The fall election will be a contest between a Democratic candidate and very, very Republican John McCain. There will be important and divisive issues. Some of them will be issues of women's rights and issues of high priority to women voters. And some of them will be issues related to racial discrimination, including the widespread segregationist-style Republican minority-disenfranchisement campaigns passing under the guise of combating "voter fraud". The virtual shut-down of the normal, legitimate functioning of the Justice Department's Civil Rights division will also be a big difference between the parties. The Republicans and those in the mainstream media who take their cues from the Republicans will slime Clinton in about every way that can be imagined. And, as Joe Conason reports today in Will McCain denounce Floyd Brown? Salon, the old racist sleaze-slinger Floyd Brown is already hard at work doing to Obama what Republicans do in Presidential elections, campaigning against scary black people.

In other words, racial and gender issues are already in play for the general election. But some respectable Republican white folks need frameworks through which to imagine that they aren't acting like low-bred Southern white trash by voting for the segregationist Republican Party. And that's our friend Kathleen Parker's specialty!

Because, hey, voter suppression, the shutdown of the Civil Rights division? For respectable Republican suburbanites who think the most important responsibilities of the federal government are to keep the war in Iraq going for 100 years and to ensure that the wealthiest people are spared the horror of paying taxes to support their country, those other issues are no problem. If such issues cross their radar screens at all, they can ignore them, dismiss them or minimize them easily. Given those other two overriding priorities, those minor distractions can be brushed away.

The problem is that a significant portion of the Republican base are white folks (not just men) who are not at all interested in being respectable to the white-wine-and-brie Republicans. They're proud of their "politically incorrect" attitudes on race and various other social issues. And Rush Limbaugh and Mad Annie Coulter and the rest of OxyContin radio function by pandering to the favorite prejudices of that market segment. This is not a segment that's open to voting for Democrats, either for the woman or for the black guy.

But come September, October, those Republican suburbanites who like to think of themselves as fair-minded, unprejudiced people will have gone for months hearing Rush and other hate radio jocks and their many fans making "jokes" about "spades" and scary rioting black people accompanied no doubt by bra-burning feminists (or "feminazis" in RushSpeak). And they may wonder if they really want to be politically associated with straight-up OxyContin Republicans like that.

But peace of mind is available! They can just google this column of Kathleen Parker's, and get ready-made alibis like this:

Race and gender do matter, of course. They enter into the human equations to varying degrees, subconsciously if not consciously, in any transaction. We have certain expectations and are all guilty of stereotyping, much as we insist otherwise. It's nature, and it's not always wrong. ...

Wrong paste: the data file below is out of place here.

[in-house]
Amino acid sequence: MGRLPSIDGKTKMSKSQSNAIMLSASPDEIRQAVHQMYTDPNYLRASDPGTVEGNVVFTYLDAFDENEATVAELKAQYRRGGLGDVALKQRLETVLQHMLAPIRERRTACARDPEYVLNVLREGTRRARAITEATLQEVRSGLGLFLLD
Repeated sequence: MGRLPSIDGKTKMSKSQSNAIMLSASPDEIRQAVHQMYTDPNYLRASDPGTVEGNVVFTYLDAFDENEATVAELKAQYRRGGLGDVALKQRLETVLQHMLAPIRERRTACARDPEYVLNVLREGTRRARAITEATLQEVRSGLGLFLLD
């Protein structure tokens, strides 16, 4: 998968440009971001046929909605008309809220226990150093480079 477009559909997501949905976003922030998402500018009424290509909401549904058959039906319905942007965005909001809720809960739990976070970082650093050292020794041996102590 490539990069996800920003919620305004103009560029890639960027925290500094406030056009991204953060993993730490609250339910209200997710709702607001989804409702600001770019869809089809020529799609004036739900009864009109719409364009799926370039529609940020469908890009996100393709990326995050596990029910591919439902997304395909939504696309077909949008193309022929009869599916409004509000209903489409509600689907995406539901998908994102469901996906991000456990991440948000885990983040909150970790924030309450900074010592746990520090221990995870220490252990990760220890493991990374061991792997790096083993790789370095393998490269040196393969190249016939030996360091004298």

So, yes, some percentage of Americans (or Turks or Greeks or Swedes) will always take race and gender into consideration at the polls. But Hillary Clinton and Barack Obama may not provide a clear picture as to how those issues play out in politics. Each brings too many confounding factors that distort the picture.

Clinton isn't just any woman, needless to say. People like and dislike her often for the same reason - because she's the wife of Bill. In either case, it's not only that she's A Woman, but that she's That Particular Woman.

And Obama isn't just any black man. Those who like or dislike him don't necessarily base those opinions on his skin color or ethnic heritage, except to the extent that they are tied to differences that are also cultural. ...

Do they "hate" blacks, as the Ephron School insists? Or do they prefer a familiar individual who sees the world essentially as they do? Are white males misogynistic and racist? Or are they weary of being the only group in America that is fair game for contempt, insult and blame? (my emphasis)
As much as Parker disgusts me, I have to admit a grudging admiration for her marketing smoothness in her chosen niche, providing "respectable" alibis for prejudice to "respectable" white folks.

So, let's practice what we've learned, class:

"Why, of course race and gender matter. And that's not always wrong. Sure, there are probably some trailer trash in backwoods Mississippi somewhere who are racially prejudiced. But with most people, you can't really say that. There are too many confounding factors at work.

"And this Hussein Obama guy, he's not just any black fellow, you know. His pastor is an angry black guy. And he once talked to a couple of people who were rioting hippies 40 years ago. That doesn't mean people hate him because of it. Sure, lots of people will take into account the fact that he's, you know, black. But only to the extent that it's tied to differences that are also cultural. And that's not always wrong.

"Lots of people prefer McCain because they prefer a familiar individual who sees the world like they do. And Obama grew up in different circumstances, liked he lived in Indonesia for a while, and I don't necessarily believe those stories about him being in a Muslim school, but it is different. And then he lived in Hawaii, too, where, you know, white people are a minority. People think about that kind of stuff, and that's not always wrong.

"Besides, some white guys, especially, might see some of Obama's comments as insulting and out of touch. Because us white guys just get tired of being picked on all the time and called misjenists and trogodites and stuff. Think about it. We're the only group in America that is fair game for contempt, insult and blame! And some people just get upset about that and don't want to vote for someone who thinks that way. And that's not always wrong."

It wouldn't surprise me to learn that some aspiring young Karl Rove is out there holding workshops for Republican activists based on Kathleen Parker columns. The woman has found her niche.

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"It is the logic of our times